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I got the call on Saturday night from a friend in Istanbul and the news was not good.

The legendary American racing driver Bob Bondurant, had died the day before at the age of 88 from an unspecified illness.

Even though I wasn’t Bob’s friend, my boyfriend was and he will likely attend the funeral in Phoenix, Arizona, where he and his wife Pat lived and operated the Bob Bondurant high performance driving school.

I also had the chance to interview him once, over the phone, and the man couldn’t have been nicer, more polite, or more honest in his answers.

Let me relate part of this discussion today, in tribute to this great man.

There was a time when Bondurant and the American automakers faced the insurmountable task of knocking Ferrari GTs off their FIA pedestal in European races – a story that was told in the recent Film, Ford vs. Ferrari.

Bob Bondurant

I asked about it and he recounted his baptism by fire at Le Mans in 1964.

He can still conjure up the image. The Shelby Cobra Daytona coupe literally rolled out of a box at the Circuit de la Sarthe, never having been tested – a top notch racing no-no.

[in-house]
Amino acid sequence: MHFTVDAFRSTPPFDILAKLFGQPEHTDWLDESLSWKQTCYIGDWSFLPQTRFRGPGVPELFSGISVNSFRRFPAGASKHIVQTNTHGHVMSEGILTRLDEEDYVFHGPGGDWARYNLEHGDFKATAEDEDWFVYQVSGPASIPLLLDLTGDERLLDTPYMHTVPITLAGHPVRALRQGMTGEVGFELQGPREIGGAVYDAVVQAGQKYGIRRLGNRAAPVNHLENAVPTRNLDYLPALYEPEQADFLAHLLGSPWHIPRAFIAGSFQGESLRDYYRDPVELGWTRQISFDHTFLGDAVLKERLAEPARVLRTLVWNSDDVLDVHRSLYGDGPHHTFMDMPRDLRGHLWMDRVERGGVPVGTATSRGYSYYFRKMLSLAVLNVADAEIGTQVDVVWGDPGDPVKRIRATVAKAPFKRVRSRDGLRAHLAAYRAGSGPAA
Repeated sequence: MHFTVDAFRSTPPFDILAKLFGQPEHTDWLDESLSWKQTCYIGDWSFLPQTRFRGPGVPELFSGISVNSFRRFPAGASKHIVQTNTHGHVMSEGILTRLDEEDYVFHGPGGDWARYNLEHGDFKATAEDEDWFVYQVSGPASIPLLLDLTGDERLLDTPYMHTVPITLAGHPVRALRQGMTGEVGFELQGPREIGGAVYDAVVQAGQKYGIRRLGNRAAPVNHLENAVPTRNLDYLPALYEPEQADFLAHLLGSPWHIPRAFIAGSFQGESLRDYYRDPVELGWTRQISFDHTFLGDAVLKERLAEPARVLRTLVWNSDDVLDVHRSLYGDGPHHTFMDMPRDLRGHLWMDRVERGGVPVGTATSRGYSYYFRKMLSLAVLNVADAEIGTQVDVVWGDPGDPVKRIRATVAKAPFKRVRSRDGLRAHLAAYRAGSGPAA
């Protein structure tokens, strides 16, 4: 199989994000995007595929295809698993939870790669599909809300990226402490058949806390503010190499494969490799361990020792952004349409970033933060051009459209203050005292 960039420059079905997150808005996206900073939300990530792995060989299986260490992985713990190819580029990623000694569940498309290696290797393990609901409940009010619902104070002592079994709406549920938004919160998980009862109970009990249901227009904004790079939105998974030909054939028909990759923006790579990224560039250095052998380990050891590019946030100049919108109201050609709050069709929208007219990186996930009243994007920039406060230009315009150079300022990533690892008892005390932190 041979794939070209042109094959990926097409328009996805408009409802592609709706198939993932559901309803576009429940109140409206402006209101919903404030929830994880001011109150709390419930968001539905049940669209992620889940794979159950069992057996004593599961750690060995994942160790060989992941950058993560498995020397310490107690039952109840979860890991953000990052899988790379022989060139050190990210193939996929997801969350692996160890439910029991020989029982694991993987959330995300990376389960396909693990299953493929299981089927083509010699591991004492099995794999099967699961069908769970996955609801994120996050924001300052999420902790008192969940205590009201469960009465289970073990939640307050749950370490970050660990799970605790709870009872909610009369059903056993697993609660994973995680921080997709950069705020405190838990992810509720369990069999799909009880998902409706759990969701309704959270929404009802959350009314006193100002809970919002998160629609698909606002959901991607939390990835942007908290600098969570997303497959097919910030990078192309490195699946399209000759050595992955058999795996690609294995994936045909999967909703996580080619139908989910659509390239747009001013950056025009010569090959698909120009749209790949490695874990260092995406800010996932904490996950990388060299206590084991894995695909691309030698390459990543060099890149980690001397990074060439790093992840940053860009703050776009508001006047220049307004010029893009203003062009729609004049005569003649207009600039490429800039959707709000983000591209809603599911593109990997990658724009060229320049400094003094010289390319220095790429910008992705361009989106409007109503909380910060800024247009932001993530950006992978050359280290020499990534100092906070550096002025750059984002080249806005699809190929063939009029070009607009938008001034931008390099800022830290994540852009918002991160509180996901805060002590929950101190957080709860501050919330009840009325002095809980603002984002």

And he, having never been there before. His teammate Dan Gurney had done it, but DNF had four times.

The strategy was simple. “I said Dan… do me a favor. You’ve been here, four times, you’ve never finished… imagine this car as a beautiful, beautiful woman, and don’t drive it too hard. Take care of the engine speed… and of the gearbox.

They had an advantage. Bob, said one driver, “had a Hollywood look.”

While Bob laughed at the suggestion, there wasn’t much else to brag about at the time, especially with the chuckles from the Ferrari paddock.

Built in a small ‘hole in the wall’ store in Modena, Italy, the Shelby’s wheels turned for the first time in a test session. Think about it for a moment – the car came to Le Mans, never touching a track.

Yes, the prototype had been tested in America. But this car was not meant to be raced.

Worse yet, his rival Enzo Ferrari – “Il Commendatore” himself – had actually visited the Modena store, looked at the Shelby Cobra being assembled and was unimpressed.

Bob Bondurant

As workers hand hammered the aluminum bodywork from blueprints, Ferrari burst out laughing upon seeing the rear cut and saying, “This will never work.”

Well, not only did it work, but Bondurant and Gurney, paired with the relentless 385bhp Ford 289 engine with Weber two-barrel carbs, easily beat the Ferrari 250 GTOs, finishing 4th overall and winning the GT class.

The car that had literally been “shot from a cannon” and survived lap after lap after lap – this Ford 289 running all night, without a hitch – mightily awaken the wizards of Maranello.